ROME – The new oral anticoagulants performed as advertised in a real-world, Danish registry of more than 40,000 patients with atrial fibrillation.
During the first year on anticoagulant treatment, patients who received a new oral anticoagulant (NOAC) had an ischemic stroke rate similar to that of patients who received the traditional oral anticoagulant, warfarin, but a significantly reduced rate of intracranial hemorrhage, Laila Stærk, MD, reported at the annual congress of the European Society of Cardiology.
These results “reinforce what we have seen in the clinical trials, but with the strength of looking in the entire Danish population,” said Dan Atar, MD, a cardiologist and professor of medicine at the University of Oslo.
“It is enlightening and very reassuring to have these real-world, unselected, registry data. They provide reassurance about safety and efficacy” when prescribing a NOAC, Dr. Atar said in an interview.
The study reported by Dr. Stærk and her associates included 43,299 Danish patients who were recently diagnosed with nonvalvular atrial fibrillation and started on treatment with an oral anticoagulant during the period August 2011 (when the first NOAC, dabigatran, became available for routine use in Denmark) through December 2015. During this period, 42% of these patients received warfarin, 29% received dabigatran (Pradaxa), 16% received apixaban (Eliquis) and 13% received rivaroxaban (Xarelto).
In a propensity-score type of analysis that controlled for baseline differences in clinical and demographic parameters, the results showed that the rate of ischemic stroke during the first year on treatment ranged from 2.0% to 2.5% in the four subgroups based on the anticoagulant received with no statistically-significant differences among the four subgroups. In other words, all three NOACs had efficacy profiles similar to those of warfarin, said Dr. Stærk, a cardiology researcher at Herlev and Gentofte University Hospitals in Hellerup, Denmark.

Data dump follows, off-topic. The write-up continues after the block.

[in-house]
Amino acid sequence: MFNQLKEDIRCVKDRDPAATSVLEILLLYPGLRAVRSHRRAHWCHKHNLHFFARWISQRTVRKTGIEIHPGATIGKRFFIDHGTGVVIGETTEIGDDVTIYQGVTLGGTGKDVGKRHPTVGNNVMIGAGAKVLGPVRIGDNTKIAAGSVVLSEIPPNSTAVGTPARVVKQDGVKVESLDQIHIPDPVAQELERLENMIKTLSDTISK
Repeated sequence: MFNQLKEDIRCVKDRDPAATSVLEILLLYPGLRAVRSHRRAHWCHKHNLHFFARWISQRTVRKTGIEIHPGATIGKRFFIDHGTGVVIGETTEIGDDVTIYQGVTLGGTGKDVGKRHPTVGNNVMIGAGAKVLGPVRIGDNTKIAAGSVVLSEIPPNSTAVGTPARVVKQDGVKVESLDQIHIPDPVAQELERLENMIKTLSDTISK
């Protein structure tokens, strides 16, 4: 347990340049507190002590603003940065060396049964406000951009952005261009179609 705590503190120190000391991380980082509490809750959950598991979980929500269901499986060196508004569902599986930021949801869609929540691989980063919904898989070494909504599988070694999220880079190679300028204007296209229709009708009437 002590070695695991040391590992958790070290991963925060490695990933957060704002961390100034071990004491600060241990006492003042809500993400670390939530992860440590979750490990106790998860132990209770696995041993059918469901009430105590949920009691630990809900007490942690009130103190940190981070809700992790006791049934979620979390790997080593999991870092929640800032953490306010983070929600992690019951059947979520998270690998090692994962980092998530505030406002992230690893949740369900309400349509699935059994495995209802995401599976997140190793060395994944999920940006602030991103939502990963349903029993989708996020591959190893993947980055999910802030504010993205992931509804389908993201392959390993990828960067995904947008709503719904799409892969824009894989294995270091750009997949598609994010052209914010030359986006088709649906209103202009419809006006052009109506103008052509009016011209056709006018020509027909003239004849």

But on the safety side, all three NOACs were linked with lower rates of intracranial hemorrhages during the 1-year follow-up compared with the patients who received warfarin. In the cases of dabigatran and apixaban, the reduced intracranial hemorrhage rates were statistically significant, with a 0.6% rate among the patients on warfarin and rates that were reduced by a relative 34% for patients who received dabigatran and by a relative 20% among those on apixaban. Rivaroxaban linked with a 13% relative risk reduction in intracranial hemorrhage that was not statistically significant.
Dr. Atar said he would not make comparisons among the three NOACs based on these data, but rather interpreted the finding as showing that collectively the three NOACs assessed had comparable efficacy but better safety compared with warfarin.
He also noted that the Danish registry data document the transition that occurred during 2011 to 2015 in anticoagulant prescribing that shifted from warfarin to NOACs, with 57% of atrial fibrillation patients receiving a NOAC. In Norway, NOAC prescriptions for atrial fibrillation patients recently pulled ahead of warfarin prescription rates, Dr. Atar said. Reassuring data such as those in this report will help to further drive the shift from warfarin to NOACs, and he predicted that soon NOACs will be the anticoagulants used to treat the overwhelming majority of patients with nonvalvular atrial fibrillation.
Dr. Stærk has received research funding from Boehringer Ingelheim, the company that markets dabigatran (Pradaxa). Dr. Atar said that he has been a consultant to and has received research funding from several drug companies.
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